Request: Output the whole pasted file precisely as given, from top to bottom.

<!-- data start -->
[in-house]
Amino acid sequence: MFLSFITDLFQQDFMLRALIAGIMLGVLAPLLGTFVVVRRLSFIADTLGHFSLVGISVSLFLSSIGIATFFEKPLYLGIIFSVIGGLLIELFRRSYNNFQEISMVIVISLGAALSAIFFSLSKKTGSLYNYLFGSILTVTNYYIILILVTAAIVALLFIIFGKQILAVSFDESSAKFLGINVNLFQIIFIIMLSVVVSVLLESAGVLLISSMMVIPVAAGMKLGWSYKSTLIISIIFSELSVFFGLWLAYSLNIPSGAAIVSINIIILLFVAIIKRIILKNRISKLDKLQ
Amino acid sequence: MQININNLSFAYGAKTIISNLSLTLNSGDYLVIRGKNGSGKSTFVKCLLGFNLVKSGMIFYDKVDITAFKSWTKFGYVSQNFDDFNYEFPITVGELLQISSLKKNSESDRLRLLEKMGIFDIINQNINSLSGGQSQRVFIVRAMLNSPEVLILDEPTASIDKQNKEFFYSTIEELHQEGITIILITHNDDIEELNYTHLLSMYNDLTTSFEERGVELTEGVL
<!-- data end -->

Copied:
[in-house]
Amino acid sequence: MFLSFITDLFQQDFMLRALIAGIMLGVLAPLLGTFVVVRRLSFIADTLGHFSLVGISVSLFLSSIGIATFFEKPLYLGIIFSVIGGLLIELFRRSYNNFQEISMVIVISLGAALSAIFFSLSKKTGSLYNYLFGSILTVTNYYIILILVTAAIVALLFIIFGKQILAVSFDESSAKFLGINVNLFQIIFIIMLSVVVSVLLESAGVLLISSMMVIPVAAGMKLGWSYKSTLIISIIFSELSVFFGLWLAYSLNIPSGAAIVSINIIILLFVAIIKRIILKNRISKLDKLQ
Amino acid sequence: MQININNLSFAYGAKTIISNLSLTLNSGDYLVIRGKNGSGKSTFVKCLLGFNLVKSGMIFYDKVDITAFKSWTKFGYVSQNFDDFNYEFPITVGELLQISSLKKNSESDRLRLLEKMGIFDIINQNINSLSGGQSQRVFIVRAMLNSPEVLILDEPTASIDKQNKEFFYSTIEELHQEGITIILITHNDDIEELNYTHLLSMYNDLTTSFEERGVELTEGVL